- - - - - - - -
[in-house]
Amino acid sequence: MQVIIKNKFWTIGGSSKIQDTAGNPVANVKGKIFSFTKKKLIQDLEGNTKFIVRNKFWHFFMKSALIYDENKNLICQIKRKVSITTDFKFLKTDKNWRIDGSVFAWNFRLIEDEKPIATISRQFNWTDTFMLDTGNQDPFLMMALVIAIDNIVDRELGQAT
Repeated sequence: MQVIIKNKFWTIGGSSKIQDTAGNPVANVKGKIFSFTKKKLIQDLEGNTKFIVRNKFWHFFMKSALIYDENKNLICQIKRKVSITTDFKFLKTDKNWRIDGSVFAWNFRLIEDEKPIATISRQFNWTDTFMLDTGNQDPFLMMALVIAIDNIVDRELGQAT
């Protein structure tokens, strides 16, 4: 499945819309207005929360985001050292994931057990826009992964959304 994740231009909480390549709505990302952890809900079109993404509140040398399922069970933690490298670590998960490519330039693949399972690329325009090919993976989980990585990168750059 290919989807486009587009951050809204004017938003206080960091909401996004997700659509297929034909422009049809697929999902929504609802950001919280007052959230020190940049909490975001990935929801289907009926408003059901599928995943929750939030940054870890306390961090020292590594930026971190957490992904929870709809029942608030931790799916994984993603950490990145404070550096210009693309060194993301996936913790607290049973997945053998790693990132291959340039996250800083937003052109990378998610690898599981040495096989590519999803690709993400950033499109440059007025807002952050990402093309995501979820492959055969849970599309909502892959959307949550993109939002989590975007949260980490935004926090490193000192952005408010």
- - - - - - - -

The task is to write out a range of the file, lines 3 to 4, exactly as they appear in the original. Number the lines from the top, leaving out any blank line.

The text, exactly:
Repeated sequence: MQVIIKNKFWTIGGSSKIQDTAGNPVANVKGKIFSFTKKKLIQDLEGNTKFIVRNKFWHFFMKSALIYDENKNLICQIKRKVSITTDFKFLKTDKNWRIDGSVFAWNFRLIEDEKPIATISRQFNWTDTFMLDTGNQDPFLMMALVIAIDNIVDRELGQAT
């Protein structure tokens, strides 16, 4: 499945819309207005929360985001050292994931057990826009992964959304 994740231009909480390549709505990302952890809900079109993404509140040398399922069970933690490298670590998960490519330039693949399972690329325009090919993976989980990585990168750059 290919989807486009587009951050809204004017938003206080960091909401996004997700659509297929034909422009049809697929999902929504609802950001919280007052959230020190940049909490975001990935929801289907009926408003059901599928995943929750939030940054870890306390961090020292590594930026971190957490992904929870709809029942608030931790799916994984993603950490990145404070550096210009693309060194993301996936913790607290049973997945053998790693990132291959340039996250800083937003052109990378998610690898599981040495096989590519999803690709993400950033499109440059007025807002952050990402093309995501979820492959055969849970599309909502892959959307949550993109939002989590975007949260980490935004926090490193000192952005408010």